William Olsen

To Anything at All
July 9, 2013 Olsen William

To Anything at All

 

Our father who is neither ours nor a father but farther and nearer,
Another night is here.

But the trees out there didn’t make up their lives

Any more than I do, and they don’t have a prayer
And if they do

I have no ears.

Something, anything, the woe-begone inside, says
I must go.

No, stay—where did I think I was anyway?
Age.

I haven’t finished untying the knotty lies.

And the sky today is wider than the brain,
Like time never was.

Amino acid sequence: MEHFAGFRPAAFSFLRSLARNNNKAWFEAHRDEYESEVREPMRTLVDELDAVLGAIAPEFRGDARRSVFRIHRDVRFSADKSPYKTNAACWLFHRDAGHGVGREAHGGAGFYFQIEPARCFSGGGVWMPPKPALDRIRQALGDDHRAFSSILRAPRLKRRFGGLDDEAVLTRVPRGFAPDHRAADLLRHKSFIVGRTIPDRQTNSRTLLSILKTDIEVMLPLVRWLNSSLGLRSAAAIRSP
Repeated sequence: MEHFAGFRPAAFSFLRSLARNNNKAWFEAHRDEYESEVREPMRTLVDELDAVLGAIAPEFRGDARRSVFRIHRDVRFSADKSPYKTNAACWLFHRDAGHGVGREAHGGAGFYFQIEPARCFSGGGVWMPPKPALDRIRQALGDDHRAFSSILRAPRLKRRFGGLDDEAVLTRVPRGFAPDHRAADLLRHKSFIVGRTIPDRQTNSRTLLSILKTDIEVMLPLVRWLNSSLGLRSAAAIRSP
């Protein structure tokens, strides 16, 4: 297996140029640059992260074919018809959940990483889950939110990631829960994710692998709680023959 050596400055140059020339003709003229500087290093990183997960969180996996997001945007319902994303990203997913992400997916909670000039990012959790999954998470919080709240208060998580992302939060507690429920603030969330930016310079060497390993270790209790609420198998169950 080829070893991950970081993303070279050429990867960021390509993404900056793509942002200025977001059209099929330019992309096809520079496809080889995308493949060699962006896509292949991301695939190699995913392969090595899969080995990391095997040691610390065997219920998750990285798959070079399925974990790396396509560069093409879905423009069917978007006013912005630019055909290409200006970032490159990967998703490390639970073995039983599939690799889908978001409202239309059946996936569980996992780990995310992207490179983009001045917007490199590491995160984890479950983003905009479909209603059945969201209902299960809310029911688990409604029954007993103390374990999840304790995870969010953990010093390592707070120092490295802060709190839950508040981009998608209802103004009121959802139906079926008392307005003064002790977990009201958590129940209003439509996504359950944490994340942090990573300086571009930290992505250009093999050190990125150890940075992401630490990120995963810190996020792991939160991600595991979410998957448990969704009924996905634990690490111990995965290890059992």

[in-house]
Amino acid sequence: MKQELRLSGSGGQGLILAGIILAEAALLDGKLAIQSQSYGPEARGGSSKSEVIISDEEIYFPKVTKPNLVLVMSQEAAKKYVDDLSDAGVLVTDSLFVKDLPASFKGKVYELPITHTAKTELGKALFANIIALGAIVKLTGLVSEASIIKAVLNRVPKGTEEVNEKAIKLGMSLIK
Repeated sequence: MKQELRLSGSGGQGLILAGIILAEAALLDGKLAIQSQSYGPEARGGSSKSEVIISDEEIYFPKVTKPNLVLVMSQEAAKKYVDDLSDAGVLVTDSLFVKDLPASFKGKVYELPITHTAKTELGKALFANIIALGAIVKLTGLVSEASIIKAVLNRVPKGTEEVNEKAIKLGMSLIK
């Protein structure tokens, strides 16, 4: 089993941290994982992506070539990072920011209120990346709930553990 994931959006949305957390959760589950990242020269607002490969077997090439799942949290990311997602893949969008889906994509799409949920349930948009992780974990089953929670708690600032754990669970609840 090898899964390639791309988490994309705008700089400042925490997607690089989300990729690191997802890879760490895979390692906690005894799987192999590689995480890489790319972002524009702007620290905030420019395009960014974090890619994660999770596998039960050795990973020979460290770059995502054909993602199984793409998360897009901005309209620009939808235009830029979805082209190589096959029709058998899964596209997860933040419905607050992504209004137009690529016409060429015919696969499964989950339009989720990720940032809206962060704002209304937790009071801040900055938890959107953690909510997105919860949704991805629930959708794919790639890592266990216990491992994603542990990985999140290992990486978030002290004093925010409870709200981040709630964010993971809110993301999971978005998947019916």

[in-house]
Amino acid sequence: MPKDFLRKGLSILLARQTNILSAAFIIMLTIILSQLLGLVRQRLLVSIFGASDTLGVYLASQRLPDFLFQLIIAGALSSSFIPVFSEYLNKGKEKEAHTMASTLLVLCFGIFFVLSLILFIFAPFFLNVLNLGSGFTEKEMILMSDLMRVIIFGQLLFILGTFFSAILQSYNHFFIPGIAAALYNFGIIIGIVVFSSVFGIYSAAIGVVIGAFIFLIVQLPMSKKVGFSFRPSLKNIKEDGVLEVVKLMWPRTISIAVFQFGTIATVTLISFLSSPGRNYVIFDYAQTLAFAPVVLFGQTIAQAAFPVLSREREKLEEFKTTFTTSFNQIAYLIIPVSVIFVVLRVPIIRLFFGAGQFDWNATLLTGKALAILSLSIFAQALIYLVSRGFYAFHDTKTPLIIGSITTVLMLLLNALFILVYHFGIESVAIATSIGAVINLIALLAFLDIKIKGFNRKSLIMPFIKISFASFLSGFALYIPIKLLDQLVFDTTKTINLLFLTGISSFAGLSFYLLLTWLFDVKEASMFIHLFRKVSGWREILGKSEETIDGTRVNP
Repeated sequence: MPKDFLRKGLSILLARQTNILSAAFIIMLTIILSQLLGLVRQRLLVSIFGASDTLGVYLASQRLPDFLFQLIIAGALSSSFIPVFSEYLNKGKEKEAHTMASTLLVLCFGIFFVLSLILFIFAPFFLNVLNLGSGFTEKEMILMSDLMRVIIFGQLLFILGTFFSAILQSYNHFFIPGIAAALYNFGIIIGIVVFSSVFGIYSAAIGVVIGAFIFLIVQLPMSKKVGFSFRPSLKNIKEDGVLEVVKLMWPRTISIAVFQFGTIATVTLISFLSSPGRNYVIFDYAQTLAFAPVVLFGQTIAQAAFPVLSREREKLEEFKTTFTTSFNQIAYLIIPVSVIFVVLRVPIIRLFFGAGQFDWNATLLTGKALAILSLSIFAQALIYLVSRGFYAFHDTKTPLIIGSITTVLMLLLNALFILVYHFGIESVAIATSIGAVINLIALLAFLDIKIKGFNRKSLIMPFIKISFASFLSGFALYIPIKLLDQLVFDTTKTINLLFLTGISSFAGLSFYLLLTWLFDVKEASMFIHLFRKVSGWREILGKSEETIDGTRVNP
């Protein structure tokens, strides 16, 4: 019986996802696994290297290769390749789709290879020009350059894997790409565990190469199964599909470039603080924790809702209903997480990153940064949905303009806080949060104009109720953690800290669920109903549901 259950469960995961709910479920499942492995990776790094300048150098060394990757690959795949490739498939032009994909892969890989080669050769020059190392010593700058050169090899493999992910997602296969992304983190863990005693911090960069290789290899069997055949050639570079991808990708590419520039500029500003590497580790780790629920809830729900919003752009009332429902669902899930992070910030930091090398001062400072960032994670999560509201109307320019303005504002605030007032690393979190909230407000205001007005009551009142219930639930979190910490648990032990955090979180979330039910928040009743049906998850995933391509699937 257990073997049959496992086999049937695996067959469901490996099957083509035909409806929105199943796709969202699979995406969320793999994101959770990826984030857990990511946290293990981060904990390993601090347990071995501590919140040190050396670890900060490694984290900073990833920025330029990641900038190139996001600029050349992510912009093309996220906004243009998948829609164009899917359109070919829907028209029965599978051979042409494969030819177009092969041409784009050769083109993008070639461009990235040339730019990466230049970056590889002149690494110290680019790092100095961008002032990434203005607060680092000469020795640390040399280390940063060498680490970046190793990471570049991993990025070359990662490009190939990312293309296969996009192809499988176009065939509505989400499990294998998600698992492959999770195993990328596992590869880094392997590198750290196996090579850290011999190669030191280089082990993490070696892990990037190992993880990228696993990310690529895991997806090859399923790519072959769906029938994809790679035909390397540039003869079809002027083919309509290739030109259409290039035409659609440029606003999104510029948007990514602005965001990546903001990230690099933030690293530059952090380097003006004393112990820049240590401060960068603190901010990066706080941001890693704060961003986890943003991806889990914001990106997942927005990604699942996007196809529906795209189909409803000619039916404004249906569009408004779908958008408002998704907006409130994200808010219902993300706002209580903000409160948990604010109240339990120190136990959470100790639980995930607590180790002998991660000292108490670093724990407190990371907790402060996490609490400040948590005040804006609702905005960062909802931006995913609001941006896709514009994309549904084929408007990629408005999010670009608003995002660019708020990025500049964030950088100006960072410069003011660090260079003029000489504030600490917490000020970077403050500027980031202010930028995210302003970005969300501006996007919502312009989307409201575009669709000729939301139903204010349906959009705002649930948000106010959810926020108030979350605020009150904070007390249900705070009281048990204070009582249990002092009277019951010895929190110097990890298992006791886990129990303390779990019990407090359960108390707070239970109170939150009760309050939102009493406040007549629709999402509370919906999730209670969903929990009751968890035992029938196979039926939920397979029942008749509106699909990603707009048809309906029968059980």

Anything at all, you can say anything at all.

You can have me. You can have me. Have me

File the skiv to a key
And from their life-sentences in my childhood house
Free the good drunk,

My mother, then the good butcher,
My father.

Sister, brother. All the way down the hall.
No, no sister, never even had one

But leave her be, please.

Trees.
Cars crouched like alibis—

Nothing appears to be designed to move

Or even shiver.
It is always the instant before I give myself away.

That comes much later, when the time has always been.

Before I surrender,
I take everything back.

I even pull my fist
Out from the heirloom mirror—

That was nailed to the wall.

I vanished only when I walked away from it.

William Olsen has published six collections of poetry, most recently TechnoRage. He teaches at Western Michigan University. He lives in Kalamazoo.